Associate Dean Eric Jack and Glenn Kinstler, the MBA Alumni Association’s outgoing president, recently took a look together at the inner workings of the Mercedes-Benz U.S. International manufacturing plant in Vance, Ala. As part of Mercedes’ Continuous Improvement Training Program, the pair gained firsthand insight into the auto maker’s problem-solving process, picked up a few ideas applicable to their own work, and continued the spirit of collaboration that is a hallmark of the UAB School of Business community.
A casual conversation at last spring’s graduation reception —between Jack and Kinstler, who is the director of Alabama Launchpad and a staff member at the Economic Development Partnership of Alabama (EDPA)—led to a two-week immersion study at one of the world’s leading auto manufacturers. Kinstler mentioned that new EDPA President Bill Taylor, former CEO of the Tuscaloosa County Mercedes plant, encouraged him to check out the training. Jack, whose teaching and research focuses on operations strategy with special emphasis on flexibility, quality management, and supply chain management, “said, just off the cuff, ‘I’d like to go through something like that,’” Kinstler recalls. A few phone calls later, the arrangements were set.
The training, raves Kinstler, was fantastic. What made the experience especially rewarding, he says, was time spent exchanging insights with Jack on their daily drive to and from the plant, which is about a half-hour from Birmingham.
“Along with building a closer personal relationship with Eric, it was really interesting to hear his perspective on the Mercedes way of doing things,” Kinstler says. “Eric has the knowledge and experience to see the other side of the coin. The program instructors showed us one perspective, but of course, there are others. Eric understands that, and he helped me understand that. The class was geared toward front line workers, which was extremely helpful, but talking with Eric each day, we got into a number of high-level management issues that were inspired by the class.”
LESSONS IN IMPROVEMENT
The idea behind continuous improvement in manufacturing has been around for decades. By carefully studying the assembly process, the thinking goes, you can identify waste—of time or materials or effort, for instance—that creates problems or inefficiencies. Once identified, those situations can be resolved for greater productivity and profitability. “It’s one thing to say you believe in [continuous improvement], and another to see how it’s actually done,” Jack says. “A highlight for me was getting behind the scenes in a very big company like Mercedes Benz, an important entity here in the state, and seeing their view on process improvement.”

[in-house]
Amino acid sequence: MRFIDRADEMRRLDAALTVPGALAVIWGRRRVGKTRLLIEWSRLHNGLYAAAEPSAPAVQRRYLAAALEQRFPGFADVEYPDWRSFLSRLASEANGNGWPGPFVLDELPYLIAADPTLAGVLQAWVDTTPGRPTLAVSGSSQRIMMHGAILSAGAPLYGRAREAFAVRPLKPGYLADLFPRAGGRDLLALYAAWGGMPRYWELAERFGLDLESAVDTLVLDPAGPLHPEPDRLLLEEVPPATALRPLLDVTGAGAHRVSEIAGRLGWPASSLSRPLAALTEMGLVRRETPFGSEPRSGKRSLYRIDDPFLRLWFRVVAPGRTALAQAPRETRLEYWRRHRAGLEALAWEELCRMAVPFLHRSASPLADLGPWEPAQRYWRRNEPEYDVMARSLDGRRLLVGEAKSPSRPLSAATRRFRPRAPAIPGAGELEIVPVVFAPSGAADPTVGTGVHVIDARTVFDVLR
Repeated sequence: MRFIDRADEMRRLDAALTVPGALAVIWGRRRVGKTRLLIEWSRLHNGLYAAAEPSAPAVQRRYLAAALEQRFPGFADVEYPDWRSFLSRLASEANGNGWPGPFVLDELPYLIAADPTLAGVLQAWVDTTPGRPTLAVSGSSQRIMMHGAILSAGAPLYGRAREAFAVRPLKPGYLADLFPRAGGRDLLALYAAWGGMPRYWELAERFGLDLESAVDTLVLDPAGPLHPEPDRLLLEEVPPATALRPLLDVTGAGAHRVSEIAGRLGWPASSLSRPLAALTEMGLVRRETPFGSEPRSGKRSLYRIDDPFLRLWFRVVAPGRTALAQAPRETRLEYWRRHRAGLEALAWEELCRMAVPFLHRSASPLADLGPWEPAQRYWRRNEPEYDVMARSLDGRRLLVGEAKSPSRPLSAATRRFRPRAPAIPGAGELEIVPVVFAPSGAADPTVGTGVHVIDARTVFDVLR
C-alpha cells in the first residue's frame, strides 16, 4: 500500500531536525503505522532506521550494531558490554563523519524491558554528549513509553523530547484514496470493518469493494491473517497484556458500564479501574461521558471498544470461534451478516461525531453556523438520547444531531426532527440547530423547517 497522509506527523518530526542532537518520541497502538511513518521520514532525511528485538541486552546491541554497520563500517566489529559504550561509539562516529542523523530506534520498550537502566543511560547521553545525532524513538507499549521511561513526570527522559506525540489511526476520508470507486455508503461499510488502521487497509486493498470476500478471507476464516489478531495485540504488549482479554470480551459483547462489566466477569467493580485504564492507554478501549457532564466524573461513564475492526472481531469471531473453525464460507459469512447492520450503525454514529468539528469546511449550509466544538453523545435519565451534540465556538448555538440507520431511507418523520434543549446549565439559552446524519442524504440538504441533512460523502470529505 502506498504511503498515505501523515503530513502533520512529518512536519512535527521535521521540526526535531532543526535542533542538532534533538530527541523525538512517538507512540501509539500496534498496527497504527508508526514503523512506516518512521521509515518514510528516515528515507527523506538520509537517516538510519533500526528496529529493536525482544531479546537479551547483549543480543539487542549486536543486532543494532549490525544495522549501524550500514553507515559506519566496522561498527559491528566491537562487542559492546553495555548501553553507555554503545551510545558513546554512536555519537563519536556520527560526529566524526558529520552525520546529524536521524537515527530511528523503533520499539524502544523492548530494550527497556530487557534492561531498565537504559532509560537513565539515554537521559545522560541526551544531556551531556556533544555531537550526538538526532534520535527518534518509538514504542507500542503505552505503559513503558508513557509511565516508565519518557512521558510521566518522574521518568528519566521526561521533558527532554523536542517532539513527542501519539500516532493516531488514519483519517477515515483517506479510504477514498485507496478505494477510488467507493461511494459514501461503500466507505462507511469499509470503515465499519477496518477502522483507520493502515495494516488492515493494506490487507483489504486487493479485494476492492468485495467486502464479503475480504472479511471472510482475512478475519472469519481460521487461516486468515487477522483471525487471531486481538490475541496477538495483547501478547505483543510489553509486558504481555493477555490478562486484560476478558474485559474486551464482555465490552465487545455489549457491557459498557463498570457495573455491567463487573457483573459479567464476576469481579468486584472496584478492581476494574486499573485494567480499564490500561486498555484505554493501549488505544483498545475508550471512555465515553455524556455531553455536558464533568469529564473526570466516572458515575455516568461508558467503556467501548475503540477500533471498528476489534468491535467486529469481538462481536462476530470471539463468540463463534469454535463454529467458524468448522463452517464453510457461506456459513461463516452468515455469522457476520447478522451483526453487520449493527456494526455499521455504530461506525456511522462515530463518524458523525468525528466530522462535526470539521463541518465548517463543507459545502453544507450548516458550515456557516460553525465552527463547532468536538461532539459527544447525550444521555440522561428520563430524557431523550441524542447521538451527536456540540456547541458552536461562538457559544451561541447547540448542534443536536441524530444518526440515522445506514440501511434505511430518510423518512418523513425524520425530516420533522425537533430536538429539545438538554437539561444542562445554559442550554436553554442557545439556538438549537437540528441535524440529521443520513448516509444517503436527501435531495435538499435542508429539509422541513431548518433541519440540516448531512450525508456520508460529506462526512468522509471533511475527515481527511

The training included both the theory and application of Continuous Improvement (also commonly practiced as Lean Principles, Six Sigma, and Kaizen). Jack was particularly impressed by a problem-solving project that both revealed and resolved a leaky seal coming out of one of Mercedes’ production lines:
“Two vehicles are made on the production line we looked at,” Jack explains. “At the end of that production line, the cars go through a series of tests, including a shower test. They bombard the car with high-pressure water to make sure there are no leaks. We discovered a leak the D-pillar in the back lift gate of this particular vehicle.”
“We retraced the problem all the way back to a specific work station where certain rubber seals were to be installed,” Jack continues. “We identified the root cause, then recommended moving the installation of the seal to a previous station, so the next one could serve as a checkpoint. In that way, we were able to simply eliminate the problem.”
For Jack, the takeaway—which inspired a class project for his students—was that continuous improvement is not about huge changes, but rather that identifying and correcting small problems can dramatically improve quality.
The Mercedes experience was certainly an interesting field trip, but its greater value is in the tangible effects on both Jack’s and Kinstler’s daily work. For Jack’s part, his Operations Management syllabus now includes a project based on Mercedes’ continuous improvement processes, and Kinstler is finding ways to apply the manufacturing-oriented improvement principles to the technology startups typical of his Alabama Launchpad clients.
The real-world experience—shared by professor and alumnus, and captured for the classroom—also speaks to the UAB Business commitment to keeping both its curriculum and its community relevant for today’s market. “Here at UAB, when we talk about strategy and our competitive edge in the marketplace,” Jack says, “we focus on experiential learning. As a professor, I’m always looking for an opportunity to bring real-world experience into the classroom, to engage students in things that are meaningful, things they will see in the workplace.”
The sincerity of that isn’t lost on Kinstler, one of Jack’s former students. “For him to have the willingness to take two weeks out of his schedule, and for Dean David Klock to give him the blessing to do it,” Kinstler says, “that really speaks volumes that UAB Business keeps faculty learning and engaged with the business community, and bringing those lessons back into the classroom.”—Jennifer Derryberry Mann